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The rebirth of Iran through diplomacy

In the last hours of the night of April 2, a historic primary agreement over Iran’s nuclear program, known as the framework for the Comprehensive Joint Plan of Action (JCPOA), was announced by Iranian Foreign Minister Javad Zarif, the High Representative of the European Union for Foreign Affairs and Security Policy Federica Mogherini, the U.S. Secretary of State John Kerry, the French, British and German foreign ministers as well as representatives from China and Russia, in front of hundreds of news-thirsty journalists in the conference room of the Rolex Learning Center at the École polytechnique fédérale de Lausanne.

Iran and the group of five permanent members of the UN Security Council (UNSC) plus Germany, known as the P5+1, have been negotiating intensely for 18 months to find a solution for the standoff that had marred Iran’s relations with the international community for about 10 years. It was the fulfillment of the main electoral promise of Hassan Rouhani who was elected President of Iran in June 2013, to constructively engage with the world powers and resolve the decade-long standoff over Iran’s nuclear program.

The framework for the comprehensive agreement, architected by Foreign Minister Zarif and his counterparts in the P5+1, gives the international community sufficient assurances that Iran’s nuclear activities, initiated in 1950s with the sponsorship of the U.S. government itself, will not deviate in a way which can result in the production of atomic weapons and will remain entirely peaceful.

The current agreement is a continuing plan for Iran, which after an interim agreement concluded on November 24, 2013, in Geneva, scaled back some of its sensitive nuclear ventures. In return, certain portions of the sanctions imposed against Iran — like the punitive measure to prevent it from expanding its atomic activities—were suspended. The new comprehensive deal, which Iran and the P5+1 now must finalize in three months, will result in the complete termination of all the nuclear-related sanctions — once Iran implements voluntary actions to limit and restrict its nuclear program.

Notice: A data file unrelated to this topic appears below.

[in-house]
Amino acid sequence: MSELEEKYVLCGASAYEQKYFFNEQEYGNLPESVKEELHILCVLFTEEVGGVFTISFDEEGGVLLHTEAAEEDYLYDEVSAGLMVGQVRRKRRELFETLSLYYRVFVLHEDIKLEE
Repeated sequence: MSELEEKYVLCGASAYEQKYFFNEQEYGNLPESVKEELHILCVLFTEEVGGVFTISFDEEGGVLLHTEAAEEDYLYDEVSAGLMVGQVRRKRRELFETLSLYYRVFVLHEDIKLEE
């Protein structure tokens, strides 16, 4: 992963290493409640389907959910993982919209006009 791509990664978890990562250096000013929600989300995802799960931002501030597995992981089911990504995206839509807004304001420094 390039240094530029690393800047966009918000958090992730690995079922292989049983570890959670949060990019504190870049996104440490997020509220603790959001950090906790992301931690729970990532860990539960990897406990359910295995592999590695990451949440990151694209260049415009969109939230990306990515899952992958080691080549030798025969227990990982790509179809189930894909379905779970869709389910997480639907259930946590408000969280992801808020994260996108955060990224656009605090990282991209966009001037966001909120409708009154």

The majority of Iranians favor a nuclear deal with the big powers, and are content that after three decades of animosity and enmity, Iran and the United States have put aside their stubbornness and come to the negotiation table to resolve their disagreements. The failed foreign policy of ex-President Mahmoud Ahmadinejad exacerbated the nuclear tensions, resulting in severe, biting economic sanctions against Iran through six UNSC resolutions, the unilateral sanctions of the U.S., Canada, Australia, Japan, South Korea and India as well as the oil embargo of the European Union.

President Rouhani, seen as a moderate and pragmatist leader, reformed Iran’s combative foreign policy, abandoned the hawkish rhetoric of his predecessor Mahmoud Ahmadinejad and revived Iran’s diplomatic apparatus. Especially intelligent was the nomination of Mohammad Javad Zarif as the foreign minister. Zarif, a prolific university professor educated in the United States, was the Permanent Representative of Iran to the United Nations from 2002 to 2007. He is the first foreign minister in the history of the Islamic Republic whose education and career background is relevant to international relations and foreign policy. He is popular with young Iranians because of his active presence on social media, his fluent and smooth English language skills and his neat appearance.